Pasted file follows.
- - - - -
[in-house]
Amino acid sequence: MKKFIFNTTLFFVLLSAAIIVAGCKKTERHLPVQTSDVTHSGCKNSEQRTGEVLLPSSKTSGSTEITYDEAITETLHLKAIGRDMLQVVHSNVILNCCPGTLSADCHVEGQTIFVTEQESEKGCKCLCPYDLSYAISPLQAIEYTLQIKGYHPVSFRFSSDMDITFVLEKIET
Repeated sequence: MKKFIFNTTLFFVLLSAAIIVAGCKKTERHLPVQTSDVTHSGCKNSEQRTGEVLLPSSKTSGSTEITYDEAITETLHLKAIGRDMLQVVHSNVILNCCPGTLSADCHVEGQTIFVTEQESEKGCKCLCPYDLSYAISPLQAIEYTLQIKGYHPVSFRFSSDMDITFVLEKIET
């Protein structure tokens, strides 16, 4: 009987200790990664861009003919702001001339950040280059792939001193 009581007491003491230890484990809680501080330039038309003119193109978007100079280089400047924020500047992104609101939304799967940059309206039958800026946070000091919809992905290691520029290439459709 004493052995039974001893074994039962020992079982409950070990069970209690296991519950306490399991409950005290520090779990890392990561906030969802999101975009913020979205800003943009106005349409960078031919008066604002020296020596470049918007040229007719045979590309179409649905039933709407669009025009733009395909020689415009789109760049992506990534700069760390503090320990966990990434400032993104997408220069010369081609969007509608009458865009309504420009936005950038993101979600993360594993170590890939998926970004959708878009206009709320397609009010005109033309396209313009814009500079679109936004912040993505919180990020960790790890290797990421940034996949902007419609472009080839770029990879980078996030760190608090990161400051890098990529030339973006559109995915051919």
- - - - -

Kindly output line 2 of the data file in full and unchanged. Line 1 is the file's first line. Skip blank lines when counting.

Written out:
Amino acid sequence: MKKFIFNTTLFFVLLSAAIIVAGCKKTERHLPVQTSDVTHSGCKNSEQRTGEVLLPSSKTSGSTEITYDEAITETLHLKAIGRDMLQVVHSNVILNCCPGTLSADCHVEGQTIFVTEQESEKGCKCLCPYDLSYAISPLQAIEYTLQIKGYHPVSFRFSSDMDITFVLEKIET